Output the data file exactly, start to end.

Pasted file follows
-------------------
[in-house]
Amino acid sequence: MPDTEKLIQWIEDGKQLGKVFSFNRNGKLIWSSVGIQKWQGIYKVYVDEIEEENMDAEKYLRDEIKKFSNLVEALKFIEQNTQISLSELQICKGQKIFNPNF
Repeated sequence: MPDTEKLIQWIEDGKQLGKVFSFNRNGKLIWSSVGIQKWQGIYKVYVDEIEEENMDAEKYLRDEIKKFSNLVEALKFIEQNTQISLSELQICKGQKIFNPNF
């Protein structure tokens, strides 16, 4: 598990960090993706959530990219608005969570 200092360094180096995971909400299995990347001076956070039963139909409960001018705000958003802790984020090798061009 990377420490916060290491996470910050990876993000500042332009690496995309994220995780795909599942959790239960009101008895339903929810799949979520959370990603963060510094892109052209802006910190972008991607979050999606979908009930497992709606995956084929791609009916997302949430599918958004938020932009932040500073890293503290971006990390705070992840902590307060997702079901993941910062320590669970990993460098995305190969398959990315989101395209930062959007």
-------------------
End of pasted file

[in-house]
Amino acid sequence: MPDTEKLIQWIEDGKQLGKVFSFNRNGKLIWSSVGIQKWQGIYKVYVDEIEEENMDAEKYLRDEIKKFSNLVEALKFIEQNTQISLSELQICKGQKIFNPNF
Repeated sequence: MPDTEKLIQWIEDGKQLGKVFSFNRNGKLIWSSVGIQKWQGIYKVYVDEIEEENMDAEKYLRDEIKKFSNLVEALKFIEQNTQISLSELQICKGQKIFNPNF
């Protein structure tokens, strides 16, 4: 598990960090993706959530990219608005969570 200092360094180096995971909400299995990347001076956070039963139909409960001018705000958003802790984020090798061009 990377420490916060290491996470910050990876993000500042332009690496995309994220995780795909599942959790239960009101008895339903929810799949979520959370990603963060510094892109052209802006910190972008991607979050999606979908009930497992709606995956084929791609009916997302949430599918958004938020932009932040500073890293503290971006990390705070992840902590307060997702079901993941910062320590669970990993460098995305190969398959990315989101395209930062959007």